How Would You Discipline Carlos Hyde For Nightclub Incident? (VIDEO)

Jeff Hanisch-US PRESSWIRE

Video has been released of the nightclub incident that has landed Ohio State RB Carlos Hyde in hot water. If he were a Hawkeye instead, what would you have wanted his punishment to be?

As has been known for quite some time, Ohio State tailback Carlos Hyde—who was expected to retain his starting role in head coach Urban Meyer's offense in 2013—is in hot water with the program and under suspension since a mid-July nightclub incident. Hyde was named a "person of interest" in a complaint of assault to Columbus police by a young woman, and he was swiftly removed from official team activities thereafter.

In the hours leading up to Media Days, a report surfaced on ESPN and other outlets that security footage of the incident was made available to the Columbus Police Department, and that the footage did not show Hyde striking the complainant; rather, according to reports, the footage showed her striking him and Hyde leaving. That report, combined with a simultaneous report that charges had not been filed against Hyde, created a sense that this would all blow over and everything would be okay.

At Media Days, however, Meyer refused to share in that optimism, and (tellingly) maintained that Hyde was still under suspension.

Tuesday afternoon brought news that Hyde would, in fact, not face charges for the incident after the complainant decided not to file them; her statement (available in full here) essentially said that she didn't want to put herself and her family through that. For one, hey, that's her right. Two, the video is ambiguous and doesn't do her a ton of favors either.

But the video isn't as helpful to Hyde as the earlier reports suggested, and it's ambiguous enough that Hyde didn't get out of trouble—not with the law, that aspect is over, but with Meyer and the ubiquitous "team rules." And thus, on Tuesday evening, Ohio State announced that Hyde has been suspended for at least the first three games of the season and must "fulfill additional obligations before he is allowed to play in a game."

Watch the video here. You can skip ahead to about 2:45 for the incident in question.

Now, here's the question: If this were an Iowa football player, would you recommend any team punishment? Would you still want him on the team?

We're leaving that question open-ended because there isn't a very clear answer on this one. We see Hyde instigate a confrontation with the complainant. We see that situation become heated in a hurry. We see her take a swing at him, and we see him swing back; as the Columbus Dispatch notes, it's difficult to tell whether either person actually connects.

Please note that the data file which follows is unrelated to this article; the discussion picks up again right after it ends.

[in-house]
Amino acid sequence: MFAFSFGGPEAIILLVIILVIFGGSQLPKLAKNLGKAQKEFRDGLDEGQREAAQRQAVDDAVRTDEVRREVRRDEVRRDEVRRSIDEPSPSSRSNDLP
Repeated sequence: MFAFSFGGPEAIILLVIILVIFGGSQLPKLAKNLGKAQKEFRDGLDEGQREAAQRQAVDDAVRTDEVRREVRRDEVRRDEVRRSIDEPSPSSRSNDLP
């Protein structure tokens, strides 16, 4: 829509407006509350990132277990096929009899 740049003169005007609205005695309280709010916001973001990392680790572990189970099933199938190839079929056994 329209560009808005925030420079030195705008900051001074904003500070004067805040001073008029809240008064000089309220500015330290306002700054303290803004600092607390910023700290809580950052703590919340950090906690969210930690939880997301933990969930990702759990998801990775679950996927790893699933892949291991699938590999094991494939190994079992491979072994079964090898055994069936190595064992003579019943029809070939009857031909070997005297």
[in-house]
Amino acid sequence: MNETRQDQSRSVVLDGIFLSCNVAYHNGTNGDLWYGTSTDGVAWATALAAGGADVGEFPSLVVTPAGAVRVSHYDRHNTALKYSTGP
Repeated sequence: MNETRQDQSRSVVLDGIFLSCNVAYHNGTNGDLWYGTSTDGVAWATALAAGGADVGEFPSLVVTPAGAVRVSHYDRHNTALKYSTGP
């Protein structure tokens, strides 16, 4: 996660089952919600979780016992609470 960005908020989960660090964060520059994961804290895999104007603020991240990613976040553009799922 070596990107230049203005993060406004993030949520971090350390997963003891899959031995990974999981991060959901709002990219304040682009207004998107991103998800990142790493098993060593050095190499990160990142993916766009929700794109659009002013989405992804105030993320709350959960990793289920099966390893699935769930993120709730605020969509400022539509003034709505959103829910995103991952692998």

And yet, an Iowa-based attorney (no, not Mr. Vint) told BHGP that Hyde could well have been prosecuted for the incident.

"Definite assault," said the attorney who requested not to be named. "Possible battery (only requires an unwanted touch). Hyde has multiple affirmative defenses. Difficult case to prosecute." We asked if the swing itself was enough to warrant assault, and he replied, "Technically yes. Legally assault is an intentional act that creates a fear of imminent harmful or offensive contact. Here, Hyde intentionally swings and the 'victim' could have reasonably feared imminent contact.

"People often say assault when they mean battery. Just pointing a gun at someone is assault. The definitions could be wonky in whatever jurisdiction they were in but that is the standard definition."

That is certainly not to say that Hyde is being let off the hook easy here, however. "Honestly, this is a lot easier to deal with in court than in an athletic office. The burden of proof is much lower in the court of public opinion."

Further, it's not as if Hyde is skating past a substantial penalty compared to some alternate universe where this incident goes to court. "In court, with no priors, Hyde would get a small fine, stern lecture and community service in worst-case scenario." But again—this one's not going to court. Or perhaps it is, but it's Urban Meyer's court.

So we see a punishment of a minimum of three games for Hyde, none of which would come against particularly difficult opponents for Ohio State. And even if they did the Buckeyes have probably the top stable of tailbacks in the Big Ten, so there's not a big dropoff in terms of talent coming for Ohio State as Hyde serves his suspension.

But at the same time, this is the program—and coach—that has a pretty clear-cut policy against violence against women, to the point that the rule made it onto this statement of core values at the OSU complex.

So does Hyde's behavior on that videotape count?

That's a serious, non-rhetorical question, one without an obvious answer. She takes a swing at him, he takes a swing at her, then he leaves immediately. It's probably assault and probably not battery—on both of their parts. It's a confrontation she escalated but he instigated. So does it count?

And if so, if this happened in Iowa City and you were in charge of reinforcing Iowa's core values, what would you do with Hyde? Would you go "no tolerance" and let him go? Would you suspend Hyde, and if so for how long? And what do you say to your players about an incident like this?

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